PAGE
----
North America during the late Pleistocene: a pack of dire wolves (red hair) are feeding bison while a pair of grey wolves approach in the hopes of scavenging.
Our research shows dire wolves lived in the tropics not the Arctic, and were not especially close relatives of the grey wolf.
Several theories have suggested either humans, climate change or both drove megafauna extinctions in Southeast Asia. Our newest work suggests otherwise.
Chiquihuite Cave in Mexico.
Devlin A. Gandy
Stone tools found in a cave in Mexico have archaeologists rewriting the human history of the Americas.
The extinct _Mukupirna_ - which translates to 'big bones' - is estimated to have been more than four times larger than any living wombat.
Life and death in tropical Australia, 40,000 years ago. Giant reptiles ruled northern Australia during the Pleistocene with mega-marsupials as their prey.
Image Credit: R. Bargiel, V. Konstantinov, A. Atuchin & S. Hocknull (2020). Queensland Museum.
These megafauna were the largest land animals to live in Australia since the time of the dinosaurs.
Unlike mammoths, bison survived in Alaska at the end of the last ice age.
The historical record is full of surprises – and it could encourage conservationists to think more creatively.
Overhunting of megafauna such as mammoths may have force us to take up farming, ultimately leading to modern society
When freshwater dried up, so did many megafauna species.
Centre of Excellence for Australian Biodiversity and Heritage
A drying climate and the arrival of people together finished off Australia's megafauna.
Extinction of the woolly mammoth and other megafauna caused surviving animals to go their separate ways.
After the woolly mammoth and other megafauna became extinct, surviving animals mingled less. This has big implications for modern conservation.
Hippos at Gorongosa National Park.
Brett Kuxhausen, Author provided
Long-standing assumption that humans killed large mammals 4.5m years ago has been debunked by researchers -- but some experts still think humans played a part in the demise of biodiversity
A modern mouse lemur
Microcebus sits upon the cranium of an extinct Megaladapis lemur.
Dao Van Hoang www.daovanhoang.com
A series of new studies sheds light on the population crash and extinction of the giant birds, lemurs and more that roamed the island until around A.D. 700-1000.
: Alex McClelland, Bournemouth University
How we discovered ancient footprints of early human hunters and their megafauna prey.
Present day Emperor penguins like this would have been dwarfed by the giant find.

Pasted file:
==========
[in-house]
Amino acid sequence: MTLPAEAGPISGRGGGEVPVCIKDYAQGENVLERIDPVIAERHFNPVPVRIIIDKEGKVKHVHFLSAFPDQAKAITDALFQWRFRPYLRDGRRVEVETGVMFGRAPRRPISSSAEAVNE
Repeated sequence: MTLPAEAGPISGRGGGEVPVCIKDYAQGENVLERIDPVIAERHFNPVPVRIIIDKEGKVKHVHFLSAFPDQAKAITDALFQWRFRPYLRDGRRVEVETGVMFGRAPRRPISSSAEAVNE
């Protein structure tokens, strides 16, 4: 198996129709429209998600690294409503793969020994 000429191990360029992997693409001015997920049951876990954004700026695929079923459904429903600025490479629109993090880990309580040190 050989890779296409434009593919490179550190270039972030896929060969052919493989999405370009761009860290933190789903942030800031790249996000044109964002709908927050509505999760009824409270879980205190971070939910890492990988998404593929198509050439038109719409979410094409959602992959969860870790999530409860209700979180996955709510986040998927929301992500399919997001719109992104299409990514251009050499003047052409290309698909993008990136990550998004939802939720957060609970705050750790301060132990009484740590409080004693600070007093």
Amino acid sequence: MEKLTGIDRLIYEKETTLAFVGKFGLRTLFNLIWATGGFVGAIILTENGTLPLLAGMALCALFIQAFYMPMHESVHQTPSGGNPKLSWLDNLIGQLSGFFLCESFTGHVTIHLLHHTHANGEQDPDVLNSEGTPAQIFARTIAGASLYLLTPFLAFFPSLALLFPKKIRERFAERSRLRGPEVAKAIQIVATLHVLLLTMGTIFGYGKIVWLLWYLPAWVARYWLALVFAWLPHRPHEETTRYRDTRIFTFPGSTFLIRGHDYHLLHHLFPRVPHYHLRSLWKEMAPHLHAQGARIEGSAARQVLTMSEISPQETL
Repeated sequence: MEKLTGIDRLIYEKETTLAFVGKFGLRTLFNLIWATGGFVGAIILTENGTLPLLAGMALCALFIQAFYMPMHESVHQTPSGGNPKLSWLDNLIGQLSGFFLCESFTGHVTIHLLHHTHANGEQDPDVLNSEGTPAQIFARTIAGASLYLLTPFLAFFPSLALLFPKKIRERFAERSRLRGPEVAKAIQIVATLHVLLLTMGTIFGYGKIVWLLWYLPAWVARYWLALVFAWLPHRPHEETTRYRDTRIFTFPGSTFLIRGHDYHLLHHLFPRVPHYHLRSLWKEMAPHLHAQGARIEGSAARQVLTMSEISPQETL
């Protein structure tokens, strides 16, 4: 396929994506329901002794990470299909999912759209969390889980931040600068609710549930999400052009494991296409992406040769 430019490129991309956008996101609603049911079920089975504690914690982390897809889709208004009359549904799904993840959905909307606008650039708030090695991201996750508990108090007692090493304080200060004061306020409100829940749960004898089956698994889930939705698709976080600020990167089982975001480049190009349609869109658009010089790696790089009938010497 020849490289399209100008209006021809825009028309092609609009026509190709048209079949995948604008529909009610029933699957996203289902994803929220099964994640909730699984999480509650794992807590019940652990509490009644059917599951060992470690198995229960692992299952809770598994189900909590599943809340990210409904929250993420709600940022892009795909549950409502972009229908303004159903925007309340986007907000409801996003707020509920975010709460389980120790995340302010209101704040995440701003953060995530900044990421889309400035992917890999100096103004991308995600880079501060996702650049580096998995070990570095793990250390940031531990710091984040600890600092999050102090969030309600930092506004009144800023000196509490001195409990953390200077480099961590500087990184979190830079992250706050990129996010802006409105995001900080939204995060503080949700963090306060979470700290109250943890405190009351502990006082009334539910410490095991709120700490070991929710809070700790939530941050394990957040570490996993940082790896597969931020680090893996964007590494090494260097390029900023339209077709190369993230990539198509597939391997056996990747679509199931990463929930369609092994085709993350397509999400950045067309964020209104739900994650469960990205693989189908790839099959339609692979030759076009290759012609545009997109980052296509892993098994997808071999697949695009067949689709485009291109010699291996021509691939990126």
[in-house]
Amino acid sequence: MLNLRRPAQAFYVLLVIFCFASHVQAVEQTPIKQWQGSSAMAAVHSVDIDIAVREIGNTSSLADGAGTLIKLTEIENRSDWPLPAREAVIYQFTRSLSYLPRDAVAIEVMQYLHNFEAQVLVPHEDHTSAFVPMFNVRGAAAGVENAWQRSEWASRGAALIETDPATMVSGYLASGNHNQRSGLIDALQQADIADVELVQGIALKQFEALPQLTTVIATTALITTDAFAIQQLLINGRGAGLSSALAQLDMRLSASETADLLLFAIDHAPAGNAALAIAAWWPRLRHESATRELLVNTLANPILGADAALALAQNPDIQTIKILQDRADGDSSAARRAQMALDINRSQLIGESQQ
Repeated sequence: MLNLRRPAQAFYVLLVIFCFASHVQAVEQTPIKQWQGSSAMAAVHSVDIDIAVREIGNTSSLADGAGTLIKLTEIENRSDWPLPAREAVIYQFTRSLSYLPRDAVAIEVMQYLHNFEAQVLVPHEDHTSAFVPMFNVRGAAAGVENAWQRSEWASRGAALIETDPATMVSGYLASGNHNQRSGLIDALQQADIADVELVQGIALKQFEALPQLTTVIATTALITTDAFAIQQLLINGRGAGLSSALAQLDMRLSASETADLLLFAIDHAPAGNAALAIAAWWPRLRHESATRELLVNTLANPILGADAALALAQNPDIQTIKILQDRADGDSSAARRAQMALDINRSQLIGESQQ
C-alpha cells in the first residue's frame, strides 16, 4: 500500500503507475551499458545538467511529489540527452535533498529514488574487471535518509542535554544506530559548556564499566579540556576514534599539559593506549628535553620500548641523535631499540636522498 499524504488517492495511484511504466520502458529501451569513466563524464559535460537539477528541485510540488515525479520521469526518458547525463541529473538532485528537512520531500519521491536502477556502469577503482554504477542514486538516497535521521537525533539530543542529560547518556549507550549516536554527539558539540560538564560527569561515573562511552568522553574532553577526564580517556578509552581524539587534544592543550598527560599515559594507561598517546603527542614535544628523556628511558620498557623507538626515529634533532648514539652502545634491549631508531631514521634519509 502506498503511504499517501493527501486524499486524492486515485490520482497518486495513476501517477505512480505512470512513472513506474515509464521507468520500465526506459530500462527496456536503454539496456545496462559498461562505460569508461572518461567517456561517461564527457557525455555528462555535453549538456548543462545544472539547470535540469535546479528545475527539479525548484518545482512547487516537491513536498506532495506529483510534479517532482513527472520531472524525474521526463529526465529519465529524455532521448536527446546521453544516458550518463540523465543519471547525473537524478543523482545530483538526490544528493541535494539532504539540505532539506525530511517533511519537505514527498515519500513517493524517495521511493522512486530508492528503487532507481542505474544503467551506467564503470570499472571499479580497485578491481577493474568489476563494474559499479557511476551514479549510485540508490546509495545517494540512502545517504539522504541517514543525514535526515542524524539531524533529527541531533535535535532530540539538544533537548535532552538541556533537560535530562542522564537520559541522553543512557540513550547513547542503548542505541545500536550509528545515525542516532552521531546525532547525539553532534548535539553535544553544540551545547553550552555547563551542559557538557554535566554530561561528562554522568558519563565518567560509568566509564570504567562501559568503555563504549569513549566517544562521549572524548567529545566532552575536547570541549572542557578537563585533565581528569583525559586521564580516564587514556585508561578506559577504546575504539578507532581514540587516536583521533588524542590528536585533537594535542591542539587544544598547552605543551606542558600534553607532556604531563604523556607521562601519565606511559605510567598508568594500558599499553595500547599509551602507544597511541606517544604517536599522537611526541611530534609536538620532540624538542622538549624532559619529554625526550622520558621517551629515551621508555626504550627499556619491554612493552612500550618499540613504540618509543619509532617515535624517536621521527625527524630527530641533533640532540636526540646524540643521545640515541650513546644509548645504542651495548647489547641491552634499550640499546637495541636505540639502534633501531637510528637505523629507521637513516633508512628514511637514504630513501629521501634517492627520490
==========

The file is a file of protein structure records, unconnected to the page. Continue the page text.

Scientists in New Zealand have discovered an extinct penguin known as Kumimanu biceae that was 1.77m tall.
Gone since 1936, and ailing since long before that.
Tasmanian Museum and Art Gallery
The new Tasmanian tiger genome reveals some fascinating facts about this extinct marsupial, including why they were so similar to dogs, and how they were growing more vulnerable to genetic disease.
An impression of what it could have looked like: a giant lizard, Megalania, stalks a herd of migrating Diprotodon, while a pair of massive megafaunal kangaroos look on.
Studies of the fossil teeth of the three-tonne Diprotodon have revealed the now-extinct beast was Australia's only known seasonally migrating marsupial.
Giant sloths: killed by rainy weather?
A burst of wet weather could have helped to kill off mammoths and other large herbivores, by transforming much of the world's grasslands into bogs and forests and depriving megafauna of food.
What it could have looked like when humans and megafauna lived together: a giant macropod
Procoptodon goliah in the foreground, while Thylacinus cynocephalus hunts for prey nearby. A herd of Zygomaturus can be see on the lake edge of the ancient Willandra system.
Illustration by Laurie Beirne
The extinction of the giant reptiles, marsupials and birds that once called Australia home has been the subject of much debate, including the role early Australians may have had on their fate.
Diprotodon, the largest ever marsupial, probably died out at human hands.
Peter Murray (courtesy of Chris Johnson)
What killed off Australia's giant wombats and other megafauna? New dating once again points the finger at human hunters, rather than abrupt changes to the climate.
An artist’s reconstruction of what the giant bird Dromornis would look like. Genyornis would be similar but slightly smaller.
Our entire knowledge of one of Australia's extinct ancient giant birds is flawed because experts have been looking at remnants of the wrong egg the whole time.
Abrupt warming events may have helped kill off megafauna species like the mammoth.
AAP Image/James Shrimpton
New research challenges previously held views that the Ice Age, giant biblical floods or hunting by humans were the key drivers behind the disappearance of megafauna.